Small business information technology planning can be some of the most challenging and important of all. Larger companies typically employ dedicated Chief Information Officers with their own extensive staffs of specialized employees, and this allows these big businesses to think strategically about their IT needs. That produces real benefits over time, as these large-scale companies are able to plan for cost-effective IT solutions that will grow along with their needs.
In smaller companies, dedicated IT staff of any kind tend to be rare. Very few small businesses benefit from the strategic thinking of a Chief Information Officer, and not many more have full-time IT workers of any kind. Typically relying on it services that provide help as and when needed, it can be more difficult for such companies to partake in the long-term strategic thinking that is the norm at bigger ones.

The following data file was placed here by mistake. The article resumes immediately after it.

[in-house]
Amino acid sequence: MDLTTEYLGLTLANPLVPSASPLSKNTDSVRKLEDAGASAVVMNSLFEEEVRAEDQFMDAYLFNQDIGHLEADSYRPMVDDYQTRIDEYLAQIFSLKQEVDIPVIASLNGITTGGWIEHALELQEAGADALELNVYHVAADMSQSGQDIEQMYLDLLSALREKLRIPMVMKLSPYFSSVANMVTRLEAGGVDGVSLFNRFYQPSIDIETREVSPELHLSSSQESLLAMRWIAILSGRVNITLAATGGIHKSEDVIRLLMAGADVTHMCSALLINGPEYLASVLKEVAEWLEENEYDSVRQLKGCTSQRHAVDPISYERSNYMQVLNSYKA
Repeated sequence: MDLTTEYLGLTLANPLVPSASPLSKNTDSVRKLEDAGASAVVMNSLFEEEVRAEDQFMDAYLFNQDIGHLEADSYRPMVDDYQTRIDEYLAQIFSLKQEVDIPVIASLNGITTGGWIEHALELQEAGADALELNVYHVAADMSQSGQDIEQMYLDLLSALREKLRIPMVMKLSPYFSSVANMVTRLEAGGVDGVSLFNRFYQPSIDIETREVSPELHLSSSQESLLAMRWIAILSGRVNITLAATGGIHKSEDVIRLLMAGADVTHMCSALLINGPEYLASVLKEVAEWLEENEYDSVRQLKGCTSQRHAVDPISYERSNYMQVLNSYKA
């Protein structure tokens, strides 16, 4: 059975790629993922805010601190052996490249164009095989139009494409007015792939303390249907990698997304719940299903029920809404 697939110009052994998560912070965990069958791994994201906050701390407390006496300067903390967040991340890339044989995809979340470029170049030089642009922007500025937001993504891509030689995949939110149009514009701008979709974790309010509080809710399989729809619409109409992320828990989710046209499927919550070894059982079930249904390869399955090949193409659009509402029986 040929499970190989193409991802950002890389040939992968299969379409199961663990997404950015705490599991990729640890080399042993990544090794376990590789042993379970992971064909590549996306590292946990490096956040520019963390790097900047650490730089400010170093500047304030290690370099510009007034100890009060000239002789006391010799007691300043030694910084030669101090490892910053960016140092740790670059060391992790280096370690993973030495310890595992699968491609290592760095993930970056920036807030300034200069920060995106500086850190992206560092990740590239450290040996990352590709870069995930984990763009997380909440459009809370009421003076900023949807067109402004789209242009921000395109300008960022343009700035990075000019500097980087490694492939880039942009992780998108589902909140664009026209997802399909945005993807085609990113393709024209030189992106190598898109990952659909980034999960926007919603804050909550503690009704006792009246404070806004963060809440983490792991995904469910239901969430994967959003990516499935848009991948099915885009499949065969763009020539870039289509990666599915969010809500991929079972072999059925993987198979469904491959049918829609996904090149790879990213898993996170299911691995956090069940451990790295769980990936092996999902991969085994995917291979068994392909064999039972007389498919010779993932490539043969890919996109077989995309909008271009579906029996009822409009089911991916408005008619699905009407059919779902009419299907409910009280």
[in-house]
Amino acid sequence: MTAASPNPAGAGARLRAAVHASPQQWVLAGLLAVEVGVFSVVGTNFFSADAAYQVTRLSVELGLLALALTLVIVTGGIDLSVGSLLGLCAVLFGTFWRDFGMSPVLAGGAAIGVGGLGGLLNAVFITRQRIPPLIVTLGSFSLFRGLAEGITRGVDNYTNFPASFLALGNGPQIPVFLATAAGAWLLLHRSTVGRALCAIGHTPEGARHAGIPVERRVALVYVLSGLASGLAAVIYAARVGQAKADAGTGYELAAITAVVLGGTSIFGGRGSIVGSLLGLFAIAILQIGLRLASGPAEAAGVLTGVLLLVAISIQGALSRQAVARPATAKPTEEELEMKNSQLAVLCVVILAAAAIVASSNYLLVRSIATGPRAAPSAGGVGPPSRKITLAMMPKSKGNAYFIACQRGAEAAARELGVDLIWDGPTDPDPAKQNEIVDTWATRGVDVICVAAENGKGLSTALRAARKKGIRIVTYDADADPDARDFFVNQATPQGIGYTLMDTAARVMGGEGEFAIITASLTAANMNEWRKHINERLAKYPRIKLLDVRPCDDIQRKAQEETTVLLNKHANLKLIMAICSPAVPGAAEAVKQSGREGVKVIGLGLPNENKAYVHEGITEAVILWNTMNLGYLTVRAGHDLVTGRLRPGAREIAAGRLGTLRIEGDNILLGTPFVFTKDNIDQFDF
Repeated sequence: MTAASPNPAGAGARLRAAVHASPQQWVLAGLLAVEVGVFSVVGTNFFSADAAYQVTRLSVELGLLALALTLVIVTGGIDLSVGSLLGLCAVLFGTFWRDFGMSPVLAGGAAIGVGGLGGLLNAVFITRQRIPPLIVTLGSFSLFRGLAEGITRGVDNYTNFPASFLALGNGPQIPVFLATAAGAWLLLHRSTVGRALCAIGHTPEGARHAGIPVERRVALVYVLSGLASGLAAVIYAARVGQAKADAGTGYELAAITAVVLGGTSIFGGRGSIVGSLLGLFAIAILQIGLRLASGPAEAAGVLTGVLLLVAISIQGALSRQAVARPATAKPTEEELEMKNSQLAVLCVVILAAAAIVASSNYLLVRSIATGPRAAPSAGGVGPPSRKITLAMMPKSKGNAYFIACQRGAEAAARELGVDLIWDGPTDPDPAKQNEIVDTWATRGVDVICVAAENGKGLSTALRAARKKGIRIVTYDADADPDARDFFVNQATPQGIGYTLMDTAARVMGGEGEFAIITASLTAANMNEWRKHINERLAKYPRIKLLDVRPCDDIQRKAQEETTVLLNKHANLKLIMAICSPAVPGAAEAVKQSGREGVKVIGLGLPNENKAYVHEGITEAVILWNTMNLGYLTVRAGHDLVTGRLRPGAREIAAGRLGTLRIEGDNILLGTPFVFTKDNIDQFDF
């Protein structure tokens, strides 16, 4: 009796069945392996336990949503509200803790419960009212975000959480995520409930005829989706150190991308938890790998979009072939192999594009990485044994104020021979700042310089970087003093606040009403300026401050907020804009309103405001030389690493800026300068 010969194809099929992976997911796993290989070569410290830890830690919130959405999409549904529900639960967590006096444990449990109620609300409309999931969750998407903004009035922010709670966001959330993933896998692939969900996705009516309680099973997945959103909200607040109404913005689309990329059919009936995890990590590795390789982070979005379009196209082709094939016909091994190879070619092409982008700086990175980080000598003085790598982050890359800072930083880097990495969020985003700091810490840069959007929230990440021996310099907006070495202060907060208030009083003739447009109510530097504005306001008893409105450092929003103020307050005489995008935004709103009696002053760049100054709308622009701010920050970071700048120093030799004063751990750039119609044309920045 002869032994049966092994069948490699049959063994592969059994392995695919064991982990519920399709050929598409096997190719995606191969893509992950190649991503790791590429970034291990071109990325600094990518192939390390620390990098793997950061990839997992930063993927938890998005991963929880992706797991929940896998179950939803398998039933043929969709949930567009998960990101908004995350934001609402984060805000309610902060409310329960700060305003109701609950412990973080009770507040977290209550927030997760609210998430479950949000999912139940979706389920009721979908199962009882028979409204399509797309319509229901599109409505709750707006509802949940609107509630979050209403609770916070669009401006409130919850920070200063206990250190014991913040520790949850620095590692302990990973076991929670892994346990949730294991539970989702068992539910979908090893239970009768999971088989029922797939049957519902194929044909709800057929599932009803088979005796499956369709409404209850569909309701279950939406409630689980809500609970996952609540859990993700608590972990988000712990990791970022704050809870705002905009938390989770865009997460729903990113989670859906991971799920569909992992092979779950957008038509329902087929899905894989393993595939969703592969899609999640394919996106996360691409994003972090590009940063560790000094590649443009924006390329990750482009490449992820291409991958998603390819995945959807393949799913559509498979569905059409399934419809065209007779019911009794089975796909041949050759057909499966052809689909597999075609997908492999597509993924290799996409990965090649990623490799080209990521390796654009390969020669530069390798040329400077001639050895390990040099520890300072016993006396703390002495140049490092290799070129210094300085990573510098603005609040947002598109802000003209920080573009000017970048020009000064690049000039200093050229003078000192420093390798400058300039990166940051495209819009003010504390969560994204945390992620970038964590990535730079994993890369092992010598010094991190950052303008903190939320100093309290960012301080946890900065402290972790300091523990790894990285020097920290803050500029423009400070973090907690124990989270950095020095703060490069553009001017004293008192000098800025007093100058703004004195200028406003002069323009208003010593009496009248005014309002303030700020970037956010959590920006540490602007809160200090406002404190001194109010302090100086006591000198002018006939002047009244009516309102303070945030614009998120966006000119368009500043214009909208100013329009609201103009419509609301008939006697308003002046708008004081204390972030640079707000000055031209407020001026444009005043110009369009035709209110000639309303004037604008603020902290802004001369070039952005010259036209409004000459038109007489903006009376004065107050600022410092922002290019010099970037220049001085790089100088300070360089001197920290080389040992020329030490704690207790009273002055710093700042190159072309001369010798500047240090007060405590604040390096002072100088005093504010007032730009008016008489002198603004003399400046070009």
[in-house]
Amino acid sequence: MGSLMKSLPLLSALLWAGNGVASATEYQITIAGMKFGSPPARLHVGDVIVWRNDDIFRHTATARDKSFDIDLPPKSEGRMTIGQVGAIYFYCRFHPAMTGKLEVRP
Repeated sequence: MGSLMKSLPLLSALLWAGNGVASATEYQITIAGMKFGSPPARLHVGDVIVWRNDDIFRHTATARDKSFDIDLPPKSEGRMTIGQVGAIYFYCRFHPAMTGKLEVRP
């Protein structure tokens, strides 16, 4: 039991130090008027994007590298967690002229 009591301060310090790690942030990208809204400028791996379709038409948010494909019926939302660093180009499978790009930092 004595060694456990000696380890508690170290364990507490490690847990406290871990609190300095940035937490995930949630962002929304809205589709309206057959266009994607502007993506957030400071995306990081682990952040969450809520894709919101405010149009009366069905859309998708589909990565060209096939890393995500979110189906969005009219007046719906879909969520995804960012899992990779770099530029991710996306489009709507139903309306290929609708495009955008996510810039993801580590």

That is starting to change, though. Instead of merely providing IT Consulting on a case-by-case basis when their clients ring them up, many IT consultants are starting to offer support of a kind that accounts for larger time horizons. At least one prominent information technology consultancy today even offers what it calls a "virtual CIO" service, attempting to supply clients with the kind of strategic thinking and guidance that is so common at and important to large companies.
What this means specifically will vary from one case to another, but some common factors do stand out. For one thing, this kind of information technology support will mean thinking about not just the IT answers that will make the most sense in the short term, but also those that will contribute to further growth and also support it.
For a company with a strictly short-term approach to accommodating IT needs, for example, it might seem to make good sense to add another network attached storage device to a network to allow for the sharing of more documents. While the initial expense might be low and the new asset might be easy to incorporate, a more strategic outlook could reveal that answer to be less satisfying.
A virtual CIO might instead recommend that the company could be better served by taking the opportunity to switch to cloud backup and document sharing, instead. While that could take a little more effort in the short term, it could easily pay off in terms of effortless scaling thereafter. Having access to that kind of more strategic thinking can be just as helpful for small companies as for large ones.